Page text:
They were common. The sheer number of bodies meant that the traditional churchyards became, as one contemporary put it, ‘overstuft’ quickly. During the seventeenth century Blackheath was, along with Hounslow Heath, a common assembly point for English Armies. In 1673 the Blackheath Army was assembled under Marshal Schomberg to serve in the Third Anglo-Dutch War; the Roman road that became known as Watling Street crosses the northern edge of Blackheath heading for the mouth of Deptford Creek, rather than for Deptford Bridge like the modern A2. Before the development of Greenwich palace by the Tudors, one of the most used royal palaces during the latter Plantagenet era was Eltham Palace located about 2.5 miles to the southeast of the heath and Watling Street. It continued to be used as a royal residence to the 16th century. Blackheath was a rallying point for Wat Tyler's Peasants' Revolt of 1381, for Jack Cade's Kentish rebellion in 1450. Wat Tyler is remembered by Wat Tyler Road on the heath, Jack Cade by Cade Road near the heath.
After pitching camp on Blackheath, Cornish rebels were defeated in the Battle of Deptford Bridge, just to the west, on 17 June 1497. With Watling Street carrying stagecoaches across the heath, en route to north Kent and the Channel ports, it was a notorious haunt of highwaymen during the 17th and 18th centuries; as reported in Edward Walford's Old and New London, "In past times it was planted with gibbets, on which the bleaching bones of men who had dared to ask for some extension of liberty, or who doubted the infallibility of kings, were left year after year to dangle in the wind." In 1909 Blackheath had a local branch of the London Society for Women's Suffrage. The Vanbrugh Pits are on the north-east part of the heath; the site of old gravel workings, Vanbrugh Pits have long been reclaimed by nature and form one of the more attractive parts of the rather flat Blackheath. It is attractive in spring when the extensive gorse blossoms; the pits are named after Sir John Vanbrugh, architect of Blenheim Palace and Castle Howard, who had a house nearby, adjacent to Greenwich Park, now called Vanbrugh Castle.'Mince Pie House' built for his family, survived until 1911.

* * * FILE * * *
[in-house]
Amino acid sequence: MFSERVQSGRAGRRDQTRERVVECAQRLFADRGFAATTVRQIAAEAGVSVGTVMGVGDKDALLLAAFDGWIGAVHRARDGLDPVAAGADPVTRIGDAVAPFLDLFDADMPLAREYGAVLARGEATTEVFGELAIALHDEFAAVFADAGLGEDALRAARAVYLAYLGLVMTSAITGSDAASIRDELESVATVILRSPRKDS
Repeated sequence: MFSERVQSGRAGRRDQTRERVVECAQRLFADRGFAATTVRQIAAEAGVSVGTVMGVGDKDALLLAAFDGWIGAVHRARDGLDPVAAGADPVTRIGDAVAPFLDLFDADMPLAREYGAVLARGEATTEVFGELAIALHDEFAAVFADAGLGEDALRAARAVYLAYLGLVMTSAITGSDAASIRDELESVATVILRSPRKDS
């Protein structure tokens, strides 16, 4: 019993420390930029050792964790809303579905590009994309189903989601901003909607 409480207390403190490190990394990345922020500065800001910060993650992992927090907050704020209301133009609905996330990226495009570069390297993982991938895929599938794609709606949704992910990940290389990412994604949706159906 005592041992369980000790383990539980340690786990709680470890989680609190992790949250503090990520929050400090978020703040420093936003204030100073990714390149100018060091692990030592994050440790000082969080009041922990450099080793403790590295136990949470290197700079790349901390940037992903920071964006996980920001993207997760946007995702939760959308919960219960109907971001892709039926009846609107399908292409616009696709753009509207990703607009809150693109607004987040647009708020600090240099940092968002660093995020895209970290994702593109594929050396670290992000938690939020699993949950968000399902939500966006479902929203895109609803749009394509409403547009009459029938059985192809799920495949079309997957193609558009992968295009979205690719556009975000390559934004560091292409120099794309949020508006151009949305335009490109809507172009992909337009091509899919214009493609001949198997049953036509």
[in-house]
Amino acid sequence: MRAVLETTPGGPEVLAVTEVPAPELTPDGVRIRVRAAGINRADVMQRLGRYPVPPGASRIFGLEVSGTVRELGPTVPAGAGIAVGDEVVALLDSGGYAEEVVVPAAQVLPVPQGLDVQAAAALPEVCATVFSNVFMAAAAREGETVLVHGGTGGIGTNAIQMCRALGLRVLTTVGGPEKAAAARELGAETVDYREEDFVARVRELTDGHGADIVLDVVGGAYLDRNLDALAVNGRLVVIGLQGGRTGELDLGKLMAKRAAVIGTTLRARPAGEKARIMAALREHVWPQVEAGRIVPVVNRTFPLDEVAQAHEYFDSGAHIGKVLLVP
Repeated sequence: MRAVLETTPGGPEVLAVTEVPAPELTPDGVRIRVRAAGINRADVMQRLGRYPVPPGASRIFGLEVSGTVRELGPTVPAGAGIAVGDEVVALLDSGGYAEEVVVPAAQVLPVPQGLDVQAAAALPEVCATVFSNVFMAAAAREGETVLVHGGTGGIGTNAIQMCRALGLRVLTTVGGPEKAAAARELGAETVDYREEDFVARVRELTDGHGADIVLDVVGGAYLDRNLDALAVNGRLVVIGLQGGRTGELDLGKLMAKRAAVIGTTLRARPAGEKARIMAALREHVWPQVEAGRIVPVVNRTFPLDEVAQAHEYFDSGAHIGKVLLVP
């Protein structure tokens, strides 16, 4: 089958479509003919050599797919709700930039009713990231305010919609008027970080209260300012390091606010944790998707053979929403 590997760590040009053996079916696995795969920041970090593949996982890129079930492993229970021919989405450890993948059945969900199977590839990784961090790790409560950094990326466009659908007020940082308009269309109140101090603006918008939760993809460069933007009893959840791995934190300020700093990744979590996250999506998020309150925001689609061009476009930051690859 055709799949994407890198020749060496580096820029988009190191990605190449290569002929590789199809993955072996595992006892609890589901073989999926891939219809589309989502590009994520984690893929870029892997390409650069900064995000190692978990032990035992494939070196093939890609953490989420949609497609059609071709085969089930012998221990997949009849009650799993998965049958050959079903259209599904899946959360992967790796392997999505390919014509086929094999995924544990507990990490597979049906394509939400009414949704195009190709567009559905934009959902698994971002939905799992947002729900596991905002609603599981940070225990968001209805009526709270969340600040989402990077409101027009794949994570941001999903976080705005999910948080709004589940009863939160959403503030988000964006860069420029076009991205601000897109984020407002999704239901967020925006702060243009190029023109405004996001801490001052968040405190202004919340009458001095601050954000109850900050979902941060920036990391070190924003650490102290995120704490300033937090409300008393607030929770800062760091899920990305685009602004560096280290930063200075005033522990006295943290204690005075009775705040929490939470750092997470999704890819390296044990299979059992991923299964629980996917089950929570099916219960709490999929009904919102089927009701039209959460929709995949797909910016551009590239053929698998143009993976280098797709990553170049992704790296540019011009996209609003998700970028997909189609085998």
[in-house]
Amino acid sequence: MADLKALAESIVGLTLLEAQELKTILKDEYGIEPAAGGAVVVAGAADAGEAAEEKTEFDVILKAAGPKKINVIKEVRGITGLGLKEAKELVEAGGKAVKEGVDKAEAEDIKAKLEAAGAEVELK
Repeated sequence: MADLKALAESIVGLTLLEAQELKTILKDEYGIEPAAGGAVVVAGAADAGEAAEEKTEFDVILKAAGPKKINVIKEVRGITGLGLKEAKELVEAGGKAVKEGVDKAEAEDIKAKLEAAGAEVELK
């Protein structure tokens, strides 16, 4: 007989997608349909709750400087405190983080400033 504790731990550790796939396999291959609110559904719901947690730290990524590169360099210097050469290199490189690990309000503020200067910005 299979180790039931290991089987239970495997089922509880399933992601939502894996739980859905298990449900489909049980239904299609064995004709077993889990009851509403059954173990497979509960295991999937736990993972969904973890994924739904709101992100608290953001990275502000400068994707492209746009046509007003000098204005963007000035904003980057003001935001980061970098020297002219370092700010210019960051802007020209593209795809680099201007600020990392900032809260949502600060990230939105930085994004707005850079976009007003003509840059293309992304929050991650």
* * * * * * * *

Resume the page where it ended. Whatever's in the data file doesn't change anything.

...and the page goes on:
The sizeable estate of Blackheath Park, created on lands of Wricklemarsh Manor by John Cator is situated east of Blackheath, between Lee Road, Morden Road and Manor Way. Built over in the late 18th and early 19th centuries, it contains many fine examples of substantial Georgian and Victorian houses – most notably Michael Searles' crescent of semi-detached terrace houses linked by colonnades, The Paragon – as well as some 1930s and 1960s additions; the Cator Estate was built on part of the estate owned by Sir John Morden, whose Morden College is another notable building to the south-east of the heath. The Cator Estate contains innovative 1960s Span houses and flats, the Blackheath High School buildings on Vanburgh Park include the Church Army Chapel. St Michael and All Angels' Church, designed by local architect George Smith and completed in 1830, was dubbed the Needle of Kent in honour of its tall, thin spire. All Saints' Church, situated on the heath, designed by the architect Benjamin Ferrey, dates from 1857.